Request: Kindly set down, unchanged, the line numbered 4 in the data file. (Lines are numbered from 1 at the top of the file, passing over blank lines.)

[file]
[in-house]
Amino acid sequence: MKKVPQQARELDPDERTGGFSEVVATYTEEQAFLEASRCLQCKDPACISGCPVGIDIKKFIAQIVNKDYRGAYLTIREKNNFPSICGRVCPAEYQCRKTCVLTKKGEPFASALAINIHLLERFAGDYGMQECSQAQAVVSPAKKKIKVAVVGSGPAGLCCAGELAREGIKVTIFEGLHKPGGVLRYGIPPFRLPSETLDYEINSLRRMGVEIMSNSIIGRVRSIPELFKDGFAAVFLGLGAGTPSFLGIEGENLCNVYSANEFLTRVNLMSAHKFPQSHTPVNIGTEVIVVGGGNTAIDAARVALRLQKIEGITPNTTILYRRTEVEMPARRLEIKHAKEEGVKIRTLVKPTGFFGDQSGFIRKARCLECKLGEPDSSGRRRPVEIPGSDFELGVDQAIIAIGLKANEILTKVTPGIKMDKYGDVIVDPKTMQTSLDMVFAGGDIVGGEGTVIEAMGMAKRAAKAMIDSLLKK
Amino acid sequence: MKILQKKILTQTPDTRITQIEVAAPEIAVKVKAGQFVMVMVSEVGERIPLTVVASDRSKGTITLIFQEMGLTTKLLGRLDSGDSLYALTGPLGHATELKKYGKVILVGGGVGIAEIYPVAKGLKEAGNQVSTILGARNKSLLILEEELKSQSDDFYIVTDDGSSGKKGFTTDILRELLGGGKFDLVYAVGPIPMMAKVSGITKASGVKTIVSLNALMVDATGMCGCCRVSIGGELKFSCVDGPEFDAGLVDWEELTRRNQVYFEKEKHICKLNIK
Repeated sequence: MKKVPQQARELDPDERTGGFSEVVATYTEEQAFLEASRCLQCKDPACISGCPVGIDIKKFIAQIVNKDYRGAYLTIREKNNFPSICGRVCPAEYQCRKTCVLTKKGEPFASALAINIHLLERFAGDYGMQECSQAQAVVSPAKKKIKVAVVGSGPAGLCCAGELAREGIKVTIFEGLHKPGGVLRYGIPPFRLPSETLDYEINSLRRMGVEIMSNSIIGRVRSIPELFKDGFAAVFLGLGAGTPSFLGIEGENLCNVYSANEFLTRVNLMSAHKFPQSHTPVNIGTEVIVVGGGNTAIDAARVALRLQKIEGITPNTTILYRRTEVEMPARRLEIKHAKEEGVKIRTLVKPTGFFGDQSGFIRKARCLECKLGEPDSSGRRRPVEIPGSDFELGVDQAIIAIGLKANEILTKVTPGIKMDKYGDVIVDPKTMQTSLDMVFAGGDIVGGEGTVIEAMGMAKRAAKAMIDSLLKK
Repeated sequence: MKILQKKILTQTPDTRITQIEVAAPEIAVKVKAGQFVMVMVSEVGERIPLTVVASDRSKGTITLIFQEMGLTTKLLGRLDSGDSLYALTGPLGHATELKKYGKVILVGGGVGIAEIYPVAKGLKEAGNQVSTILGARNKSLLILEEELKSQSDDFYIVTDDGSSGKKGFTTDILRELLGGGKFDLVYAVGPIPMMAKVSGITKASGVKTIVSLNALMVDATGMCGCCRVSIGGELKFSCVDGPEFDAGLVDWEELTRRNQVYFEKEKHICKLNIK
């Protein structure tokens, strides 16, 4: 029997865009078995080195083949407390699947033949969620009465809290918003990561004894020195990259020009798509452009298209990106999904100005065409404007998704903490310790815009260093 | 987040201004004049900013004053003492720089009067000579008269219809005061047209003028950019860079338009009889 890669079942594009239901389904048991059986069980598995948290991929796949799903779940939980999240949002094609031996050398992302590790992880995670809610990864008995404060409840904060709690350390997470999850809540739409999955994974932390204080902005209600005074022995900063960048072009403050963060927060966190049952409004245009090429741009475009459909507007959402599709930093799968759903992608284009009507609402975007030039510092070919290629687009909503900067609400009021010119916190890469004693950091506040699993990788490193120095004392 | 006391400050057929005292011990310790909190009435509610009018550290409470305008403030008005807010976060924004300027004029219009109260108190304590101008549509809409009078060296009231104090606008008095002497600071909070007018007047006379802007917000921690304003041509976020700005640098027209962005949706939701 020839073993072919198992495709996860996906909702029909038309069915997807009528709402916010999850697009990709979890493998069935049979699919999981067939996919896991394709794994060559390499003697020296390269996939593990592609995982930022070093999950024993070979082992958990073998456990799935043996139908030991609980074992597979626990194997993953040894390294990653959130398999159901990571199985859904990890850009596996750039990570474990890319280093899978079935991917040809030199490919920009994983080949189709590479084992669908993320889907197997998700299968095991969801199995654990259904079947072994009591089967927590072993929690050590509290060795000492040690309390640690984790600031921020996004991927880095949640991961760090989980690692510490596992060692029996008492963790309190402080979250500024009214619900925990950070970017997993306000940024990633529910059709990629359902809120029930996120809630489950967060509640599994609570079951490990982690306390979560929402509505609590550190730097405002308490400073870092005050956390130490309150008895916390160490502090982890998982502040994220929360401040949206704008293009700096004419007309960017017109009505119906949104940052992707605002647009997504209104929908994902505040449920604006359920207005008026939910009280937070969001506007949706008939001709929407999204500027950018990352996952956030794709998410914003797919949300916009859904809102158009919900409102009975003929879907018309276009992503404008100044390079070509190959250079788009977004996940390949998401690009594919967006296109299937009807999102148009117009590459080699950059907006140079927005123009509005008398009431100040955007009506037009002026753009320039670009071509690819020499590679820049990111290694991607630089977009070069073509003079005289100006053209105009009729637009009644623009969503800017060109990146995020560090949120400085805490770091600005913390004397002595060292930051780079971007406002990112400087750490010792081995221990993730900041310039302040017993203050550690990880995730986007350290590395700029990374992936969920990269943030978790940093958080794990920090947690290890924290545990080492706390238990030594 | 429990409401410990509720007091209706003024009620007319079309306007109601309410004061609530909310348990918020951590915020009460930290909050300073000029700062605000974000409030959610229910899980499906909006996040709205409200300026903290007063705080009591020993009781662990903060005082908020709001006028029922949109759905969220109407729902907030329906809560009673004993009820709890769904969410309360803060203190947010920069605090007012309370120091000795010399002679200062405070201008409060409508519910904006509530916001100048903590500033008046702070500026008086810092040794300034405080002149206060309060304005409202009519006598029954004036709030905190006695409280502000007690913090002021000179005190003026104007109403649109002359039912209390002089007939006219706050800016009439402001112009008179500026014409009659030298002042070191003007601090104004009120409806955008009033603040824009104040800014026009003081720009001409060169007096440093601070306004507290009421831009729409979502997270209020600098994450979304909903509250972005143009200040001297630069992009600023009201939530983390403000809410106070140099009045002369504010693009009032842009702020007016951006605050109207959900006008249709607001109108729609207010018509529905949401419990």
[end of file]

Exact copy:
Repeated sequence: MKKVPQQARELDPDERTGGFSEVVATYTEEQAFLEASRCLQCKDPACISGCPVGIDIKKFIAQIVNKDYRGAYLTIREKNNFPSICGRVCPAEYQCRKTCVLTKKGEPFASALAINIHLLERFAGDYGMQECSQAQAVVSPAKKKIKVAVVGSGPAGLCCAGELAREGIKVTIFEGLHKPGGVLRYGIPPFRLPSETLDYEINSLRRMGVEIMSNSIIGRVRSIPELFKDGFAAVFLGLGAGTPSFLGIEGENLCNVYSANEFLTRVNLMSAHKFPQSHTPVNIGTEVIVVGGGNTAIDAARVALRLQKIEGITPNTTILYRRTEVEMPARRLEIKHAKEEGVKIRTLVKPTGFFGDQSGFIRKARCLECKLGEPDSSGRRRPVEIPGSDFELGVDQAIIAIGLKANEILTKVTPGIKMDKYGDVIVDPKTMQTSLDMVFAGGDIVGGEGTVIEAMGMAKRAAKAMIDSLLKK